Saturday, October 13, 2012

Bloody Bloody Andrew Jackson : San Francisco Playhouse : A Capsule Review

San Francisco Playhouse opens its milestone tenth season with a bang, sporting a new, more spacious venue and a timely production that can only be described as a masterpiece in post-modern cynicism.

Bloody Bloody Andrew Jackson is a darkly satiric shot between the eyes of our nation’s history and political system. And, for better or worse, it’s also an unmistakable exercise in American self-loathing.

Ensemble with Jackson (Ashkon Davaran) pushing him to run for office.
Librettist Alex Timbers and composer Michael Friedman’s musical is not only a merciless indictment of our political tradition and institutions, however. It’s also a slap in the face and antithesis of virtually every convention held dear during musical theatre's "golden age." In that sense it’s a sneering rejection of an important part of our culture, too.

It’s probably not a stretch that Rodgers and Hammerstein would turn over in their graves if they knew what had become of the genre they helped create. Pop sentimentality and memorable melodies have been supplanted with grunge angst and dissonant harmonics, featuring such ironic lyrics as:

         A wise woman once wrote that illness is not metaphor.
               So why do I feel sick when I look at you?
               There is this illness in me and I need to get it out, so when I bleed
               It's not blood, it's a metaphor for love.”

Michael Barrett Austin∗, El Beh, Ashkon Davaron, Angel Burgess, Lucas Hatton Celebrate Presidential Victory

Andrew Jackson is parodied as a president with a guitar wielding, tight-jeaned brand of celebrity populism that’s indistinguishable from a rock icon. The work suggests that his deluded sense of entitlement and genocidal tendencies are emblematic of the country’s character, and that the public adoration he garners is both hollow and fickle. It’s hard to imagine a more hopeless and depressing depiction of the American zeitgeist.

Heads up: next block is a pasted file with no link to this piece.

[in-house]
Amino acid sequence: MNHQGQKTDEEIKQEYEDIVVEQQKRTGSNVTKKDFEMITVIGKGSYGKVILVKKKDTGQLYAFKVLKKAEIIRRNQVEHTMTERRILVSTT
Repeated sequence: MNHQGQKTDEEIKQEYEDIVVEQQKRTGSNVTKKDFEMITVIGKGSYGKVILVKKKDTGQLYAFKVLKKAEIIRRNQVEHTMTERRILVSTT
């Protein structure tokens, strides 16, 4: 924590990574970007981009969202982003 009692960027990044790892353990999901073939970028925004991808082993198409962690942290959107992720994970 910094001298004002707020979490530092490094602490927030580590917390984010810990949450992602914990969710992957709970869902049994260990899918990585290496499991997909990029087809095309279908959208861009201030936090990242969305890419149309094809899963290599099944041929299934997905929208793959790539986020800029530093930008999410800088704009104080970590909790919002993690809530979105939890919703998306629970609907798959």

That being said, however, the high-energy cast is anything but enervating and does not succumb to the downbeat message. 

Ensemble with Jackson (Ashkon Davaran) pushing him to run for office.
Ashkon Davaran is mesmerizing as the charismatic Commander-in-Chief, adopting the narcissistic persona with a frenetic abandon. It’s a genuine star making turn, and his convincing vocalizations only serve to elevate his remarkable performance.

El Beh sings solo “10 Little Indians”
Each member of the remaining young cast embrace their multiple roles with equal vigor, with the impressive and versatile ensemblist and cello-player El Beh (“Ten Little Indians”) among the many standouts.

Except for some occasional sound issues, all elements of this otherwise fine-tuned show are first-rate. John Tracy’s direction is brisk and his staging is ingenious – complemented by the tight handiwork of musical director Jonathan Fadner and the lighting of Kurt Landisman. And the company has finally found a home at the Walter Kasper Teufel, Jr. Auditorium (in the Kensington Park Hotel) that will undoubtedly better suit its oeuvre.

One would be remiss, however, without acknowledging the magnificent contribution of maestro designer Nina Ball. As the play lays bare the American psyche, so does the symbolism of her (capitol) domed, girdered steel framework and oval-shaped, E pluribus unum sealed set. It is an outstanding example of inspired, thematic design. Brava!

Presidents Van Buren, Calhoun, Clay and Monroe conspire to keep Jackson out of Presidency (William Elsman, Michael Barrett Austin, Safiya Fredericks, Lucas Hatton

The show runs through November 24th. (90 minutes with no intermission.)

~Photos by Jessica Palopoli

Updated: 10/16/2012 08:20:00 AM PDT

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